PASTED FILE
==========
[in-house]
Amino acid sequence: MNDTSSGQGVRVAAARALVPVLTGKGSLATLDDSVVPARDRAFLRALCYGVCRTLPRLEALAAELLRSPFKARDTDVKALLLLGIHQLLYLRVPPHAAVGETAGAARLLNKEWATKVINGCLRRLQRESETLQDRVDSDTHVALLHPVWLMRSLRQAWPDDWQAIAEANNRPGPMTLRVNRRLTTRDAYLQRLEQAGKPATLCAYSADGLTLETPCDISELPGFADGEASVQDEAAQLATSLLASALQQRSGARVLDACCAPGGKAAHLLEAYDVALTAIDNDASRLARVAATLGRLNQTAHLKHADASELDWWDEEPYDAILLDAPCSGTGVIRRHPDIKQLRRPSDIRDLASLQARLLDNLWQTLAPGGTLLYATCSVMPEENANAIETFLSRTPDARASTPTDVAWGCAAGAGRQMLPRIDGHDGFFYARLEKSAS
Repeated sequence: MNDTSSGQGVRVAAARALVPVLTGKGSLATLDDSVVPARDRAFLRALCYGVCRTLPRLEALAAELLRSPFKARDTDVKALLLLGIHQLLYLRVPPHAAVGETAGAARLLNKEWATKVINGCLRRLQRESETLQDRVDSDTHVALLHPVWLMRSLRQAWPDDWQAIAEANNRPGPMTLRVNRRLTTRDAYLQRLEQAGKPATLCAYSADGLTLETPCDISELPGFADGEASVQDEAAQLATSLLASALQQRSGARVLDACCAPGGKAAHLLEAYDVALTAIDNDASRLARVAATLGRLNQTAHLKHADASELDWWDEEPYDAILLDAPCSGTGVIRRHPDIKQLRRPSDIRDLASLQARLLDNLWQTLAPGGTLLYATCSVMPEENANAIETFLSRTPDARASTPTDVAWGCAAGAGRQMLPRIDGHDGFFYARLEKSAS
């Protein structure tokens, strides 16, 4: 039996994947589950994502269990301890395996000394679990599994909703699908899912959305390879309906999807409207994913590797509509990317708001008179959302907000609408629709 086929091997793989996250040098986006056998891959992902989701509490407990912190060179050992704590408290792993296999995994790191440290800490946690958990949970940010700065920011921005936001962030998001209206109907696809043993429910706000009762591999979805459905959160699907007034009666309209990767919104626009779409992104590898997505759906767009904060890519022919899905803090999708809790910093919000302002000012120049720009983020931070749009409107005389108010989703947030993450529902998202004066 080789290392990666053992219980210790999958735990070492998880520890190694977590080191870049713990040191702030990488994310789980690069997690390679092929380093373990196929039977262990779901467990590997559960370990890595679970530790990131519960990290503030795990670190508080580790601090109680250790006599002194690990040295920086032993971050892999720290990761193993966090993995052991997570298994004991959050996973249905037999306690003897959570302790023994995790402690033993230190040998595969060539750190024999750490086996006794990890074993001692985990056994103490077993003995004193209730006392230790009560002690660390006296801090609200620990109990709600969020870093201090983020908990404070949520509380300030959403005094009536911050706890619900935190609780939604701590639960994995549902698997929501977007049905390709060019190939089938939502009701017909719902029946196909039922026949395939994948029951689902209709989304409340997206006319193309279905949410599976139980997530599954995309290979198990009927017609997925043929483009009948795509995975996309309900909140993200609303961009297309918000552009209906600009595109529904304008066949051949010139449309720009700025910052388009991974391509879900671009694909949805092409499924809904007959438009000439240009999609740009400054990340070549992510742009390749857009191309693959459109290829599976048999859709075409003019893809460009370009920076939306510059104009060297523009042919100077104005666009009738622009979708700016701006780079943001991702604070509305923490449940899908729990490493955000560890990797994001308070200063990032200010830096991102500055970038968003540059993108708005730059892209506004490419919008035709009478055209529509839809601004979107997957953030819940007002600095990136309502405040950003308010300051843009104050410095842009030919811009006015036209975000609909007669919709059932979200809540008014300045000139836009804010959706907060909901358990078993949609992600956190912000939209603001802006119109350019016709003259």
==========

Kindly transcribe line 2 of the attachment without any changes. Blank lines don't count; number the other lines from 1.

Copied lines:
Amino acid sequence: MNDTSSGQGVRVAAARALVPVLTGKGSLATLDDSVVPARDRAFLRALCYGVCRTLPRLEALAAELLRSPFKARDTDVKALLLLGIHQLLYLRVPPHAAVGETAGAARLLNKEWATKVINGCLRRLQRESETLQDRVDSDTHVALLHPVWLMRSLRQAWPDDWQAIAEANNRPGPMTLRVNRRLTTRDAYLQRLEQAGKPATLCAYSADGLTLETPCDISELPGFADGEASVQDEAAQLATSLLASALQQRSGARVLDACCAPGGKAAHLLEAYDVALTAIDNDASRLARVAATLGRLNQTAHLKHADASELDWWDEEPYDAILLDAPCSGTGVIRRHPDIKQLRRPSDIRDLASLQARLLDNLWQTLAPGGTLLYATCSVMPEENANAIETFLSRTPDARASTPTDVAWGCAAGAGRQMLPRIDGHDGFFYARLEKSAS